Foxconn Technology Group founder and Chairman Terry Gou says he's confident he'll win the battle to take over Japan's ailing Sharp Corp. Investors may want him to be wrong.
The man who disdains Wall Street bankers is himself a poor dealmaker. In the 41 years since Gou founded Foxconn as a maker of plastic TV knobs, he's built the company into a global electronics powerhouse.
Yet Foxconn has made only four acquisitions of more than $1 billion, and 90 smaller ones. The biggest was the $9.9 billion takeover of Chi Mei Optoelectronics, which closed in early 2010. The idea was to combine Foxconn's Innolux Display with Taiwan's second-largest flat-panel maker.
Making that deal, one month after announcing the $1 billion takeover of a smaller panel maker, TPO Displays, Gou was frank: ``Right now in TVs, we don't make any money from panels. We make money from connectors, and supply-chain management."
The three-in-one merger was supposed to change that business model. It didn't. In the five years since then, Innolux has lost more money than it's made, and shareholders are 80 percent worse off. While the panel industry overall has slumped, Innolux stands out as the biggest loser among the top four.
Gou's trouble with takeovers goes beyond the numbers. When he sat on stage early on a Saturday morning to announce the formation of Chi Mei Innolux, he called it a merger of equals, with shared management and Chi Mei Group as the largest shareholder. Within a few years, the Chi Mei name was dropped, along with much of the management, and those who remained talked of being subsumed in ``The Foxconn Way." Cultures clashed and the business lost money.
Gou should have known better. His takeover of Premier Image Technology Corp. three years earlier (his second-largest deal) was supposed to give Foxconn a leg up in the burgeoning digital-camera and module business. Instead, again in his own words four years later: ``I spent too much money to acquire it, then realized my internal knowledge is better than their internal knowledge." Put simply, he overpaid for shoddy technology, and now barely ranks in the lucrative market for smartphone cameras.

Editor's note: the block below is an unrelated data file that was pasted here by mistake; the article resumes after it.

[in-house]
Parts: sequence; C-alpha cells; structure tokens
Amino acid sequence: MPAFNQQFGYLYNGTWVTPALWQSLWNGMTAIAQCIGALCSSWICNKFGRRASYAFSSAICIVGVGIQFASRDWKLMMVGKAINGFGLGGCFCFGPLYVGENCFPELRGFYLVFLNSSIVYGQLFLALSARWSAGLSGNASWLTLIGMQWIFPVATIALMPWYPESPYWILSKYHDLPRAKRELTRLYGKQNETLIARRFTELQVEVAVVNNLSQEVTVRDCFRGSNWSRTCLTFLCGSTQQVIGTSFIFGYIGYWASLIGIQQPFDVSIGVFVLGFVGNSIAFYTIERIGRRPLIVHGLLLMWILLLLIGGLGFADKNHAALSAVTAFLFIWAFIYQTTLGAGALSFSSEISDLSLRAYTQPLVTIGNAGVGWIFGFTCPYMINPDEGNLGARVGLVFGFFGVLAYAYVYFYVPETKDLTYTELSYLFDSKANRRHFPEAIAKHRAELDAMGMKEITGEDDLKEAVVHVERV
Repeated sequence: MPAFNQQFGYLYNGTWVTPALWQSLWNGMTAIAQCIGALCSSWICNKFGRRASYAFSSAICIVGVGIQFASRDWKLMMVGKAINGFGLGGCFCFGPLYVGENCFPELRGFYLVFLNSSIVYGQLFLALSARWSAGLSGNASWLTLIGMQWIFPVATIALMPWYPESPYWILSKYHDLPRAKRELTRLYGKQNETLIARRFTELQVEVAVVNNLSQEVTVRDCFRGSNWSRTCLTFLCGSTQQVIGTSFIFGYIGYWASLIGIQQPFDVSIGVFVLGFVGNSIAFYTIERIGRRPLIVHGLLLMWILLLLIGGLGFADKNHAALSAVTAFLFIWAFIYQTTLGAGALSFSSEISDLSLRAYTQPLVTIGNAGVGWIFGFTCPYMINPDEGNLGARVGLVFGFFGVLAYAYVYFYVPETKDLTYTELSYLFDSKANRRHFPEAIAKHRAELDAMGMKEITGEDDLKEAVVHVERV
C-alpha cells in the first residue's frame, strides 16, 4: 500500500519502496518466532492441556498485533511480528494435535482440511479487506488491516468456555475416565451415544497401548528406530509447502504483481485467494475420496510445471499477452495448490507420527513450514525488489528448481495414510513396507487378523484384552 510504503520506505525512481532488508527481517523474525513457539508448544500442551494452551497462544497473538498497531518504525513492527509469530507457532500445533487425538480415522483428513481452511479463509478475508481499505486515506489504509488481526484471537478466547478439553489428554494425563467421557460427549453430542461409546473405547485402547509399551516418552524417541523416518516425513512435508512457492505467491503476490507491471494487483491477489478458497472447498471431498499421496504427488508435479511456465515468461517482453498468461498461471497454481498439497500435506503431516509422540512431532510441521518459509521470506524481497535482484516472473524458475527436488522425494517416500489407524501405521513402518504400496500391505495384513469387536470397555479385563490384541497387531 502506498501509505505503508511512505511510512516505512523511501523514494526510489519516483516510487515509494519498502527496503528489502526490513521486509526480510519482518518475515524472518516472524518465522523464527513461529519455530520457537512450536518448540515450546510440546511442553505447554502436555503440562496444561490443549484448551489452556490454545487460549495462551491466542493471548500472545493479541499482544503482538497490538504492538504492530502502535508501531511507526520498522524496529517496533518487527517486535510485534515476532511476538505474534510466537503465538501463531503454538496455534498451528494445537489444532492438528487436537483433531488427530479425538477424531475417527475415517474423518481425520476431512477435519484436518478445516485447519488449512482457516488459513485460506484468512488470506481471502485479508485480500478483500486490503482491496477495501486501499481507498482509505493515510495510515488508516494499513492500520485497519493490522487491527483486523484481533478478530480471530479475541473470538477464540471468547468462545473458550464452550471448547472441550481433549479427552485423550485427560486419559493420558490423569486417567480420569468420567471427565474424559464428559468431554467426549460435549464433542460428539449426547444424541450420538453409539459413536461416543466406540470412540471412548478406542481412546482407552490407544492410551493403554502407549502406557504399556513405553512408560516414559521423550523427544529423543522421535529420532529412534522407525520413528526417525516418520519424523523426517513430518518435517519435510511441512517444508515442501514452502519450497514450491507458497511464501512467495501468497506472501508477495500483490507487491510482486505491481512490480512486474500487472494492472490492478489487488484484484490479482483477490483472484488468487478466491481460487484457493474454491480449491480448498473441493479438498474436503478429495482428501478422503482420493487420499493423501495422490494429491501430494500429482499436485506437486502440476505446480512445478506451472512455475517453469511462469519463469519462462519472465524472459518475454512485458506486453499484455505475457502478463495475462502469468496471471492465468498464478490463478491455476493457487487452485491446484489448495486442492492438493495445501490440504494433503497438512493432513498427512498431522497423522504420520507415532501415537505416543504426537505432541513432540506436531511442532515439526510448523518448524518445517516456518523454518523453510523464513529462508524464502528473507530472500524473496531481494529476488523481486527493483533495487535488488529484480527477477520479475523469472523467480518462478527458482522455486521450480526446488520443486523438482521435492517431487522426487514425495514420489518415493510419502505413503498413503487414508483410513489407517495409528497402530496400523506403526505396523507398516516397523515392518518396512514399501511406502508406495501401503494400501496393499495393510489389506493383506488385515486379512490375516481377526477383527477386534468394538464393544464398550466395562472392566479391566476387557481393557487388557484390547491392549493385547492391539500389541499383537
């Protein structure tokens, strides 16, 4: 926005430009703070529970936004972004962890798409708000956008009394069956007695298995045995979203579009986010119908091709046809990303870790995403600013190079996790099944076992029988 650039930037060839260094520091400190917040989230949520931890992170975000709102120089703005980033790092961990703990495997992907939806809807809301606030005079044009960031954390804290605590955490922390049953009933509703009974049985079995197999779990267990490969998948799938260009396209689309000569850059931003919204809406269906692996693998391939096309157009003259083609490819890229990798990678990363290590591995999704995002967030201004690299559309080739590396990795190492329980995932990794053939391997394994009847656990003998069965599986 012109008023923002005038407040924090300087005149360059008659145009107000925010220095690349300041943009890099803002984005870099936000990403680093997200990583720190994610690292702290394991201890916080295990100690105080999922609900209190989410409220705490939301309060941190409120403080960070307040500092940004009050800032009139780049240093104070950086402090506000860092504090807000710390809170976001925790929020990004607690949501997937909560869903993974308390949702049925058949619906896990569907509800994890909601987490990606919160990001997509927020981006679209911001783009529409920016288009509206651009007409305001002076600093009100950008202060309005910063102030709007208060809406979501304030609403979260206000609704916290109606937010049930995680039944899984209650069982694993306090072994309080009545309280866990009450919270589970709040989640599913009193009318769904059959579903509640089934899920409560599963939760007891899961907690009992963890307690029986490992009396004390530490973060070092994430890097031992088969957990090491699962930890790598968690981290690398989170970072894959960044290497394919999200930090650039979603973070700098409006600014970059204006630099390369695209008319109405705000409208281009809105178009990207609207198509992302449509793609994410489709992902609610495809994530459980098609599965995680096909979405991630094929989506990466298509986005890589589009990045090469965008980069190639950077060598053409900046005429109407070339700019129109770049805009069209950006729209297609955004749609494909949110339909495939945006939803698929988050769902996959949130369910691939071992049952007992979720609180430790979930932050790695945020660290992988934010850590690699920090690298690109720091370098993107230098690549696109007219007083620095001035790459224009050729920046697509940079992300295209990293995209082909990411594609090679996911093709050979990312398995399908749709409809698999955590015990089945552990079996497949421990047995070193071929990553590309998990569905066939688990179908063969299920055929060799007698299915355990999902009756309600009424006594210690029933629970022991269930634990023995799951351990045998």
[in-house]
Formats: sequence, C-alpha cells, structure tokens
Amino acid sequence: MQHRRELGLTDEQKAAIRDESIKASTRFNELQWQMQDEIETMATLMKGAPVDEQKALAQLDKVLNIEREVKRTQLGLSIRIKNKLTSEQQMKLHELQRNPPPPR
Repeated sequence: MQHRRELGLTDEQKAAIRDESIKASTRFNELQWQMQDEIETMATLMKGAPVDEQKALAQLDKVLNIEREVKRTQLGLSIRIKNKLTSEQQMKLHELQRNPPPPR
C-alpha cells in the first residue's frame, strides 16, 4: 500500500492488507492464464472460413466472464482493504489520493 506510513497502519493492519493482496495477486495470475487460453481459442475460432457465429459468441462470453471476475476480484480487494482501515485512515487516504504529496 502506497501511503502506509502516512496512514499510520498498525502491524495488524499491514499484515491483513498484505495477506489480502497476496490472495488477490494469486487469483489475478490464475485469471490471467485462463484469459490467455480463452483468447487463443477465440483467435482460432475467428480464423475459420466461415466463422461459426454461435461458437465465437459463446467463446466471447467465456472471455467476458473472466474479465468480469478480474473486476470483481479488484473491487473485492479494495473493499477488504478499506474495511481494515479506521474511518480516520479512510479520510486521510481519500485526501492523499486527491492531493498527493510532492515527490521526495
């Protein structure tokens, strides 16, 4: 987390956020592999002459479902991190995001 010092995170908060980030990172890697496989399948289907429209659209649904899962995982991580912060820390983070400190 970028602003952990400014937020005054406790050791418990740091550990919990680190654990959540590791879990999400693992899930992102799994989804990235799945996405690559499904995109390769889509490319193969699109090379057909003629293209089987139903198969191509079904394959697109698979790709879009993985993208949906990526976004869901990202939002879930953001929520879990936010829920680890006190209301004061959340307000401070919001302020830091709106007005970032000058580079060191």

Now there's the $5 billion attempt to take over Sharp. Alarm bells should be ringing already.
Take, for instance, the fact that Gou didn't manage to close the 9.9 percent purchase he attempted four years ago, which led him to say later that he was fooled in his negotiations with Sharp management. The problem was that Sharp wanted the money, but it didn't want to give Foxconn a hand in management, and submit to the Foxconn Way.
If the target really doesn't want you, you'd be well advised to think twice. As Bernstein analyst Alberto Moel put it in a note last week: ``It would involve Hon Hai having to restructure an open can of worms at a distance, and with no real experience in Sharp's business or corporate idiosyncrasies." Hon Hai is Foxconn's biggest unit and the vehicle for most of Gou's deals.
Then there's the fact that Gou is offering double the value that the market, and rival bidder Innovation Corp. of Japan, put on Sharp.
To be sure, the INCJ offer isn't a like-for-like comparison because it involves further capital and likely spinoffs. But if on the face of it nobody else thinks Sharp is worth this much, Gou may need to remember that those who don't learn from history are bound to repeat it.
This column does not necessarily reflect the opinion of Bloomberg LP and its owners.
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